Technical Notes is an appendix to the Evaluation Report (also known as the Main Report) of World Vision’s Network of Hope program, South Africa 2006 – 2012. Technical Notes consists of extended explanations on technical and substantive matters as necessary, tables and statistical data. This appendix has been compiled to facilitate easy reading in the Main Report. References to the Technical Notes are made throughout the Main Report and follow the sequence of that report’s sections. This appendix is available from Pact South Africa (Pretoria).
Helping young South Africans achieve their potential demands a greater investment in literacy skills of primary grade learners in a rural areas. This challenge is being addressed through enhancing teachers’ skills and recruiting and training community members to serve as literacy volunteers.
While South Africa has dramatically improved access to education over the past decade, the quality of education remains very poor. TARMII-FP will work to address this problem by providing teachers with a computer-based assessment tool that will help teachers to more effectively address individual student learning needs in reading.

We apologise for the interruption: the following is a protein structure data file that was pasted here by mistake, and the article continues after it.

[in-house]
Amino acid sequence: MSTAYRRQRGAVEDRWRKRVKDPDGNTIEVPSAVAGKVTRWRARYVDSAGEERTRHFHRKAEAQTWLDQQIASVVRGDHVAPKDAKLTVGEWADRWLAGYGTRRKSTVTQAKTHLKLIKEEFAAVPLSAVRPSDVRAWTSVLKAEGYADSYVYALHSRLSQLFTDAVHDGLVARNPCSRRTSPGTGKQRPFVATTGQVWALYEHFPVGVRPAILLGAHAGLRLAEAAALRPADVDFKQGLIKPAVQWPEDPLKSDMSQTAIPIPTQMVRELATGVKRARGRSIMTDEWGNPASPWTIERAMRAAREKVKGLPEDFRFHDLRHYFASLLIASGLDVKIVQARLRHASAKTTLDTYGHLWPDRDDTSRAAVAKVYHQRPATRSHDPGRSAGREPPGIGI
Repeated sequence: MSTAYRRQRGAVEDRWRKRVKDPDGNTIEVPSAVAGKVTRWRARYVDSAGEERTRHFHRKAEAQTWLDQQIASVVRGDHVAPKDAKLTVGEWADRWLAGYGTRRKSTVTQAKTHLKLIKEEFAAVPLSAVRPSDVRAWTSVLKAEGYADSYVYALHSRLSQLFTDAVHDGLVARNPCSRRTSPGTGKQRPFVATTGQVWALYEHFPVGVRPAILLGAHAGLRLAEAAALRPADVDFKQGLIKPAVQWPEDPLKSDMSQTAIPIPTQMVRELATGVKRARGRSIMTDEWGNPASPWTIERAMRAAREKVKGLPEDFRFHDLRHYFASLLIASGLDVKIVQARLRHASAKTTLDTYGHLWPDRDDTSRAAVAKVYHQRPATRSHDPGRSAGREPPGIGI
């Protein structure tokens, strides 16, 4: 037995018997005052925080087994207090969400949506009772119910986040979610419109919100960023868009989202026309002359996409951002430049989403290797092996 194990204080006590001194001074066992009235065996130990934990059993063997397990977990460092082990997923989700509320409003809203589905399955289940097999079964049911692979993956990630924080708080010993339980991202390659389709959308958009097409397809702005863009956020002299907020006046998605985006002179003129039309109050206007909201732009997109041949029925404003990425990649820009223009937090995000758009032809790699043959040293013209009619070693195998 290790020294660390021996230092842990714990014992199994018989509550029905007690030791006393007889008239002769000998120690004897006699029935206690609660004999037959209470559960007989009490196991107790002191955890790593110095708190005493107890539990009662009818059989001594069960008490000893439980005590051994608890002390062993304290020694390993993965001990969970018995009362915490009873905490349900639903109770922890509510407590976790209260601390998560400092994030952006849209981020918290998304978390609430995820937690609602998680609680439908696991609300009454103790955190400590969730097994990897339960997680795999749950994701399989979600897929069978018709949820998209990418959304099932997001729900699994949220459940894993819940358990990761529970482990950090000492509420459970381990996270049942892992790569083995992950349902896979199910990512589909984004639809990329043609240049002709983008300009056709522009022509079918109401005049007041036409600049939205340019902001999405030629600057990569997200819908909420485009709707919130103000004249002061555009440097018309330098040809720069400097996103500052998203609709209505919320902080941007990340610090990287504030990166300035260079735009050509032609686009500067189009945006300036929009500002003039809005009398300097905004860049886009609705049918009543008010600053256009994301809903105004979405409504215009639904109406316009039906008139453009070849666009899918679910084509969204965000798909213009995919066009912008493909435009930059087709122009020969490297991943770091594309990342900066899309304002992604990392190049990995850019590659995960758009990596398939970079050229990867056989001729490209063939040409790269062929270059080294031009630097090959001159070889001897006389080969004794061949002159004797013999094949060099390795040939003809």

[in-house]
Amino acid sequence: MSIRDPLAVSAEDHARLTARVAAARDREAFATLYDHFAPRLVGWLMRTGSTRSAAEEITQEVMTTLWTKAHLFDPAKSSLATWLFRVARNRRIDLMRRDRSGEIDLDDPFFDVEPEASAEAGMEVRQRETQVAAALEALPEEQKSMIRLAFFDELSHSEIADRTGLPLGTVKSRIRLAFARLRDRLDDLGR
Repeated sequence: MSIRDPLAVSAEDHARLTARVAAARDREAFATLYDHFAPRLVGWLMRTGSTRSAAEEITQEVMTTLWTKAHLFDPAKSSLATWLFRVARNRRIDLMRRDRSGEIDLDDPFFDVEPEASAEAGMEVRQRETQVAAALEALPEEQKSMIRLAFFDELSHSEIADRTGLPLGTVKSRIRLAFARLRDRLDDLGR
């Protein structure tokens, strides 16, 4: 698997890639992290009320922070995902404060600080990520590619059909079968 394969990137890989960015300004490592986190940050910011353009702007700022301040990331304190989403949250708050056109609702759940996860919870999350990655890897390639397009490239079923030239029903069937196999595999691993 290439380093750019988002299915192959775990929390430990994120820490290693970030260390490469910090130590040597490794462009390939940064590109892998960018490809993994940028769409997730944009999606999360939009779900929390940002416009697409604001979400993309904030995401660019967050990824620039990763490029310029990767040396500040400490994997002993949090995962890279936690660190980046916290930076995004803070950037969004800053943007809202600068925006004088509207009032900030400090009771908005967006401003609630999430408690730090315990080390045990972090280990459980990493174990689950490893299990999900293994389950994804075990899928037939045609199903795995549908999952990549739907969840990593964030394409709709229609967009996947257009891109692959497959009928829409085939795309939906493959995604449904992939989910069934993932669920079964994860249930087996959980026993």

At the project’s inception, USAID/South Africa’s Health and HIV/AIDS Strategy was responding to the overwhelming challenges posed by the epidemic on individuals, families, communities and society in South Africa. There had been a dramatic rise in HIV infections during the previous decade threatening to undermine many of the advances made since efforts to transform the sector began in 1994. During the fifteen years prior to the project, HIV infection rates among pregnant women in antenatal clinics went from less than one percent (in 1990) to over 30 percent (in 2005).
South Africa has one of the highest rates of gender-based violence (GBV) in the world (Jewkes et al, 2009). Women who experience violence – either sexual or physical – are at increased likelihood for a range of physical, mental and emotional health difficulties (Campbell et al, 2002). GBV also increases the risk of contracting the human immunodeficiency virus (HIV), a particular concern in South Africa where an estimated 17.3% of adults are living with HIV (Statistics South Africa, 2010).
Last updated: April 22, 2015